Many people wonder, just how is titanium used in construction? It is actually a very effective tool in building buildings. This is true in many aspects. One is in the cooling and heating systems found within the buildings. Typically, they are exposed to various elements such as chemical levels and humidity. Because of the rise and fall in temperature, most metals will be vulnerable to corrosion. Due to its corrosive-resistant properties, titanium is the perfect choice for cooling systems and heating systems in many buildings. As it is more resistant to corrosion, it does not deteriorate quickly.
As far as color and design go, titanium is a popular choice, as well. Some architects wish to achieve a particular color scheme in their designs. For this reason, they may often choose titanium. It has a hue that is different from other metals, like iron. Additionally, an architect can use titanium anywhere the desired color hue is wanted. Therefore, it is often found used as a door handle, or simply an accent piece that is intended to aesthetically coordinate the overall design of the building.
Titanium is also free of magnetism. This is important because magnetism can cause computer sensors, and security alarm systems to malfunction. This is an important characteristic to be aware of when building business buildings. Exposure to magnetism can actually render such items useless. Risk of damage is reduced when building planners use titanium in the areas that such components will be housed.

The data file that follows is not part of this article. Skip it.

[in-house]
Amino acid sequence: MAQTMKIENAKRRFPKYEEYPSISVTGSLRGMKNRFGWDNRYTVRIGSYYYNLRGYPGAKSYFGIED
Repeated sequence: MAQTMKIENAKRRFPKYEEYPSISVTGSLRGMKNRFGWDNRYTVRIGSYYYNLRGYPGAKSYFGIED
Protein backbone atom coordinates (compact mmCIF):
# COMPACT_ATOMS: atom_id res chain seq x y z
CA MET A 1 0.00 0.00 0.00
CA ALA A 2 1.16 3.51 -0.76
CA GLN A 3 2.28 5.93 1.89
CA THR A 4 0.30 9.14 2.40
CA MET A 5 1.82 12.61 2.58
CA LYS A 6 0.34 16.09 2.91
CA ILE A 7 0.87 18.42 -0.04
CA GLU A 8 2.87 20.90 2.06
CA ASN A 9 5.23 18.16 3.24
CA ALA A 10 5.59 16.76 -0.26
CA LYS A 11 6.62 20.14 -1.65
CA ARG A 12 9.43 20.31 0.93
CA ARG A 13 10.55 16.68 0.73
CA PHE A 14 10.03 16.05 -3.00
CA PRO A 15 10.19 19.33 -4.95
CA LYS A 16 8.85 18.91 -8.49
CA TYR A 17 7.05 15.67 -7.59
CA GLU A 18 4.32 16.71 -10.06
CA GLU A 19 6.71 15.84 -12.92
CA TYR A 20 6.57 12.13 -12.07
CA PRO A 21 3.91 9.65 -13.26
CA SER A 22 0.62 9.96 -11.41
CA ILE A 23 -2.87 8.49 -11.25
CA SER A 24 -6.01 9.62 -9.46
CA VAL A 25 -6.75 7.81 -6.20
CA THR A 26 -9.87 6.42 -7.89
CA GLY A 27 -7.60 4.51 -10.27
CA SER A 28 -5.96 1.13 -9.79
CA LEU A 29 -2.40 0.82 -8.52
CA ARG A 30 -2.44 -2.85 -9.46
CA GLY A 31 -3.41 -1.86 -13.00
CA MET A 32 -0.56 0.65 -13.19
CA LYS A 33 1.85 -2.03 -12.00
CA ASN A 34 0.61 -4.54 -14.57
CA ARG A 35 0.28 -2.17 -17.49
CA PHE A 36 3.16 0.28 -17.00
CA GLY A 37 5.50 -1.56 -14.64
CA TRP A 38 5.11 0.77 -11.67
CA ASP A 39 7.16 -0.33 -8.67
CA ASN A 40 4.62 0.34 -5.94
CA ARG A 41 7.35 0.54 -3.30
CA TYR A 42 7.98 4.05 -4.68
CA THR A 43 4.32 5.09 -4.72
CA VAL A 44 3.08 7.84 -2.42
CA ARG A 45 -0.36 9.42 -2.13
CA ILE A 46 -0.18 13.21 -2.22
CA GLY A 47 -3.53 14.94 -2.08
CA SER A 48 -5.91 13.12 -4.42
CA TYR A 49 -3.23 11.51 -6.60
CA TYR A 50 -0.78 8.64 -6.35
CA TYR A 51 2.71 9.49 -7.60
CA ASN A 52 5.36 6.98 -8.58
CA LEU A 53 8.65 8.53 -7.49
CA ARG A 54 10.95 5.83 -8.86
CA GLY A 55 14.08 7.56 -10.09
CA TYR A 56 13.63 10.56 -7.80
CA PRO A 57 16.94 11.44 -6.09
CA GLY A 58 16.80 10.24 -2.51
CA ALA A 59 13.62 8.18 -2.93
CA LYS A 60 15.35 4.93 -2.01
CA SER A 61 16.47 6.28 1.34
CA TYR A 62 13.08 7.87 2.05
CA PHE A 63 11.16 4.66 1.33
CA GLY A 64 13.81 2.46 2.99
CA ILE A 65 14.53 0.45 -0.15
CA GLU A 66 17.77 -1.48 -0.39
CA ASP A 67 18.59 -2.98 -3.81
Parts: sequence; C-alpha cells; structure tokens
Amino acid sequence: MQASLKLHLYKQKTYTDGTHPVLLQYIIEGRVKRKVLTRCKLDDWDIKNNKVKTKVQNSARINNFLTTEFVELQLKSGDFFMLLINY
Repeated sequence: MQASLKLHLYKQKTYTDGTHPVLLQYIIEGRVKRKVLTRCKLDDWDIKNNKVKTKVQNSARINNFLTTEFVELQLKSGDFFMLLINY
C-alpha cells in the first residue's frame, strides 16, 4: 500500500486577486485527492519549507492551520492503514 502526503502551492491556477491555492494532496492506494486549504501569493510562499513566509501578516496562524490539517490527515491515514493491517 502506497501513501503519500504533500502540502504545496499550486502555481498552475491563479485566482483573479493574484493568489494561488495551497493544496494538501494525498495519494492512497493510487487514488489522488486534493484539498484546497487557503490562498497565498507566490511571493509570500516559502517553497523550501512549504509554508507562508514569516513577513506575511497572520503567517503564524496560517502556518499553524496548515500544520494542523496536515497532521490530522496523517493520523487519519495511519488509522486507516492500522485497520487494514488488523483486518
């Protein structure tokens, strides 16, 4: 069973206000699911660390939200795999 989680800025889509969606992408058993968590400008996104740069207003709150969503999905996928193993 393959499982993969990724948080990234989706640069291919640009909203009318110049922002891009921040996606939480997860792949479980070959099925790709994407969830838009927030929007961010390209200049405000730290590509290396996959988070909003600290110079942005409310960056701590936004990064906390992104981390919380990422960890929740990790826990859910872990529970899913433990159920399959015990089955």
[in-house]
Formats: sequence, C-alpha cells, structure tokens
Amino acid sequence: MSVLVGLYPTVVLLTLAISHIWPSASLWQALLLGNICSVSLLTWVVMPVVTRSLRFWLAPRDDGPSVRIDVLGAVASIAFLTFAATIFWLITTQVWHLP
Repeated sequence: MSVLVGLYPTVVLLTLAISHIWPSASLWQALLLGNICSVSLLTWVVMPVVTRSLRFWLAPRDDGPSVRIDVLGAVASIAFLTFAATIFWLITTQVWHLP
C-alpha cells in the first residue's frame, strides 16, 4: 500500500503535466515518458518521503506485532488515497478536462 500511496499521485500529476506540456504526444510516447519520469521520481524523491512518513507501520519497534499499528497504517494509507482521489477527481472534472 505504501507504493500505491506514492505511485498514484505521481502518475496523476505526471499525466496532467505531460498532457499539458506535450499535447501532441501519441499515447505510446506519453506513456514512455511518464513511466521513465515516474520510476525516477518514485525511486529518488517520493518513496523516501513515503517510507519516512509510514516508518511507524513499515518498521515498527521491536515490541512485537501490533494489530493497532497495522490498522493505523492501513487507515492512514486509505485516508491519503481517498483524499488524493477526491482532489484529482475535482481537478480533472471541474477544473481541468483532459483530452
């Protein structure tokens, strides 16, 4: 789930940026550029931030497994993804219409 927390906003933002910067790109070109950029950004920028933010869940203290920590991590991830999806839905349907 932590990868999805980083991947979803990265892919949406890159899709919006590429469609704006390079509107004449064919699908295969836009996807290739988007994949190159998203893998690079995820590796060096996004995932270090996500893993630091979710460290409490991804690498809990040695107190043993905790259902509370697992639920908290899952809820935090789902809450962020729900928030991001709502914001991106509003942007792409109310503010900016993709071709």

Speaking of security systems, titanium can achieve a greater security measure than other metals. Buildings, such as banks, require intense security. Titanium frames or plates are used in these instances because of its strength. Therefore, titanium is used to create safes, and as reinforcement to cabinetry or whole rooms in order to prevent vandalism or theft.
Since titanium is very lightweight, it is frequently utilized in roofs. Roofs require extra strength, however, too much weight in a roof could cause a collapse or a safety issue. Another place the light weight of titanium is taken advantage of is in the main pipes of a building. Along with the lightweight feature, pipes benefit from the corrosion resistant properties of titanium. It is easy to understand why construction has embraced this wondrous metal. The benefits of having a material with such strength, yet with lightweight and corrosive-resistant properties is a dream come true for many construction planners and architects.